My plans for this course are to post to my blog and respond to others.  I'll use Twitter, the Daily, Diigo, and whatever technologies I find others using...but will not use facebook or any LMS.

My hopes are to generate some traffic to my site as well as find others to interact with that will extend beyond this 12-week course, beyond the topic of connectivism.

Openness versus being open and closed

This discussion made me reflect on the term openness in terms of degree.

Simply, everyone should have the freedom to use any type of license that is available - I typically refrain from judging which creative license is "better" than another.  Each type of license provides different degrees of openness and I don't see this changing anytime in the future (if ever); that is, an open educational resource under a Creative Commons License typically falls along an open and closed continuum.  There are many types of teaching and learning contexts that exist and it is unfair to generalize the importance of any particular type of license over any other.  When I see groups develop a licensing policy (that usually singles out one or a few acceptable licenses), I am quickly reminded of how my own learning is networked based (i.e., connective) as opposed to group based (i.e., collective).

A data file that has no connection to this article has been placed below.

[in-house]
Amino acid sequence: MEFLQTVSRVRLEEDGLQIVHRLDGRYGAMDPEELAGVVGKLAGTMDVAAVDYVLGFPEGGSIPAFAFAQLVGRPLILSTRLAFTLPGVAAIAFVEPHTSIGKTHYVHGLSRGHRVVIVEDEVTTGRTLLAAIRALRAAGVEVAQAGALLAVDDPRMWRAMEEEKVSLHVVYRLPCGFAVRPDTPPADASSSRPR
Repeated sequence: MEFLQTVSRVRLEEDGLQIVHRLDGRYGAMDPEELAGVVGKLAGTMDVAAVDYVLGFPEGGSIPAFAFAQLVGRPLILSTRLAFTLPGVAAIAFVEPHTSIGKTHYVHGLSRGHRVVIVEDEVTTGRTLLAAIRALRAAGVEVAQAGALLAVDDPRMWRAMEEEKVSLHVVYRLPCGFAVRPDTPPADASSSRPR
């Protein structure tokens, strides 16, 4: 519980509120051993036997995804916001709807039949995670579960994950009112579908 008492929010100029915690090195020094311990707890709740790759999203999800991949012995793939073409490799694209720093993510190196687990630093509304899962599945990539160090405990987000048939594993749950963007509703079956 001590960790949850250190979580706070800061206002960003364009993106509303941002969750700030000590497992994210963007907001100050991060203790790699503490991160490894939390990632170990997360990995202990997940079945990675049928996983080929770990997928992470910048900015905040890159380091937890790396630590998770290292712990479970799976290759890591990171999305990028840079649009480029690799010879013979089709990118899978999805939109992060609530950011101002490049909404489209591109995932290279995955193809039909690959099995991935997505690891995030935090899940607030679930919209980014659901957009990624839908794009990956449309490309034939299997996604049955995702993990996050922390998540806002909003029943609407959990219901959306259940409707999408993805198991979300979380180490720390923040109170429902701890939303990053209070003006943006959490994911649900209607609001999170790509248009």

Is it a PLN, PLE, VLE, LMS, CMS, or something else?


Good question.  In fact, this is a question that everyone should ask and be able to answer when choosing the different technologies and social, f2f contacts that ultimately become one's PLN.  In my blog post I say, " If I choose and determine that an LMS is the best way for me to learn, then the LMS is my PLN".  My point was that if a person can justify why an LMS best serves the individual's learning needs, interests, and learning preferences, then who am I to judge.  I also say this because many people are for or against an LMS; I think this is the wrong conversation to be having.  We should be addressing the question you pose that forwards this notion of articulating a learner's rationale in developing a PLN.  A learner's rationale for using any tool will also depend greatly on how the tool is being used.